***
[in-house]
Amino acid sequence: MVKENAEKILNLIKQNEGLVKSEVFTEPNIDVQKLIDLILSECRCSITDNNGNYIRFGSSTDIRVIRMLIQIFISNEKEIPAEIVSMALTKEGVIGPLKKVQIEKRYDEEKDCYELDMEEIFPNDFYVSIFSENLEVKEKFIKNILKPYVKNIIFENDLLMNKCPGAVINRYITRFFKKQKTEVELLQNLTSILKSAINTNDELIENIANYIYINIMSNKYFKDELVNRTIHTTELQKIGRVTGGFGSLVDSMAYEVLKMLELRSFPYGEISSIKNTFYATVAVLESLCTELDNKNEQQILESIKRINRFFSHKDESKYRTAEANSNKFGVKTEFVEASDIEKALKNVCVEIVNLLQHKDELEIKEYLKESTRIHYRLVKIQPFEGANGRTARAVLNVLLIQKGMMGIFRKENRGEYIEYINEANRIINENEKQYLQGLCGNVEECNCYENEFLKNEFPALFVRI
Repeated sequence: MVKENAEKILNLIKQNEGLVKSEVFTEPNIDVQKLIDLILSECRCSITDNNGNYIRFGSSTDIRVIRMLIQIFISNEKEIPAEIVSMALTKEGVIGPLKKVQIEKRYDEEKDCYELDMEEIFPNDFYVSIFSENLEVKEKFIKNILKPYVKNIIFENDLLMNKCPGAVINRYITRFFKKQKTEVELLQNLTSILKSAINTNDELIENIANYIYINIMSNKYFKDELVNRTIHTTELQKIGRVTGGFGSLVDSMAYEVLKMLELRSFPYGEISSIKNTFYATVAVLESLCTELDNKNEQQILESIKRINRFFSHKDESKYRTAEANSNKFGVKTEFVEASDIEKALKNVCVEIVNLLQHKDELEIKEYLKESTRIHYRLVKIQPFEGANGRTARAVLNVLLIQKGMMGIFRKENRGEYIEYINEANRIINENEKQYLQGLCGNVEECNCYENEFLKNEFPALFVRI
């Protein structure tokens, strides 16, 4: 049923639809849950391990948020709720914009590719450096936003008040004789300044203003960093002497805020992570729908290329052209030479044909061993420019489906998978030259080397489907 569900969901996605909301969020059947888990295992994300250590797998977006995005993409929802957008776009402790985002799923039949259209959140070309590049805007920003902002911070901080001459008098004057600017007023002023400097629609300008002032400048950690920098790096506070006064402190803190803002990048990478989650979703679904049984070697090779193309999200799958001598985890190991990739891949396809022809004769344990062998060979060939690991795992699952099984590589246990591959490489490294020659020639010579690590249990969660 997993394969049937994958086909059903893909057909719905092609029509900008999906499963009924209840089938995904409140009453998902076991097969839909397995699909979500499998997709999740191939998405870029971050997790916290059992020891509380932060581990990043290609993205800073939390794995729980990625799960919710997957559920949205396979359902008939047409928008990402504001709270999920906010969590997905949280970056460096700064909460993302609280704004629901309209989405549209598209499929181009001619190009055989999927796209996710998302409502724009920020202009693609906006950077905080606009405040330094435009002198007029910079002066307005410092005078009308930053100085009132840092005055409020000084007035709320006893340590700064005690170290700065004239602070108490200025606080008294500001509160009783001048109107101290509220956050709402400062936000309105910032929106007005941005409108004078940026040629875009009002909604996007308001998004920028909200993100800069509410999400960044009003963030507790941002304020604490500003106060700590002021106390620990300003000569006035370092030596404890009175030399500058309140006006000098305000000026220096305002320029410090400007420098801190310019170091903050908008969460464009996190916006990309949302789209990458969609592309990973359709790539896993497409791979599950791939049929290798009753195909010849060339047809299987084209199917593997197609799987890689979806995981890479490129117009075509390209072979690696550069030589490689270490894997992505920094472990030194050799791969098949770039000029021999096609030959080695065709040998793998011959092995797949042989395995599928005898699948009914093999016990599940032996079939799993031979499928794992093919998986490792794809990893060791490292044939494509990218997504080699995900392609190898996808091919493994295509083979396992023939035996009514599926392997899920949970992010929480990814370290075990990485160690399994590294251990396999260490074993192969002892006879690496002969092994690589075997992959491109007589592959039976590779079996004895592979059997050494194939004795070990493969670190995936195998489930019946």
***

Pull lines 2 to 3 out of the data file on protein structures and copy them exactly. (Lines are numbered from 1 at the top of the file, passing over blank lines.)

Amino acid sequence: MVKENAEKILNLIKQNEGLVKSEVFTEPNIDVQKLIDLILSECRCSITDNNGNYIRFGSSTDIRVIRMLIQIFISNEKEIPAEIVSMALTKEGVIGPLKKVQIEKRYDEEKDCYELDMEEIFPNDFYVSIFSENLEVKEKFIKNILKPYVKNIIFENDLLMNKCPGAVINRYITRFFKKQKTEVELLQNLTSILKSAINTNDELIENIANYIYINIMSNKYFKDELVNRTIHTTELQKIGRVTGGFGSLVDSMAYEVLKMLELRSFPYGEISSIKNTFYATVAVLESLCTELDNKNEQQILESIKRINRFFSHKDESKYRTAEANSNKFGVKTEFVEASDIEKALKNVCVEIVNLLQHKDELEIKEYLKESTRIHYRLVKIQPFEGANGRTARAVLNVLLIQKGMMGIFRKENRGEYIEYINEANRIINENEKQYLQGLCGNVEECNCYENEFLKNEFPALFVRI
Repeated sequence: MVKENAEKILNLIKQNEGLVKSEVFTEPNIDVQKLIDLILSECRCSITDNNGNYIRFGSSTDIRVIRMLIQIFISNEKEIPAEIVSMALTKEGVIGPLKKVQIEKRYDEEKDCYELDMEEIFPNDFYVSIFSENLEVKEKFIKNILKPYVKNIIFENDLLMNKCPGAVINRYITRFFKKQKTEVELLQNLTSILKSAINTNDELIENIANYIYINIMSNKYFKDELVNRTIHTTELQKIGRVTGGFGSLVDSMAYEVLKMLELRSFPYGEISSIKNTFYATVAVLESLCTELDNKNEQQILESIKRINRFFSHKDESKYRTAEANSNKFGVKTEFVEASDIEKALKNVCVEIVNLLQHKDELEIKEYLKESTRIHYRLVKIQPFEGANGRTARAVLNVLLIQKGMMGIFRKENRGEYIEYINEANRIINENEKQYLQGLCGNVEECNCYENEFLKNEFPALFVRI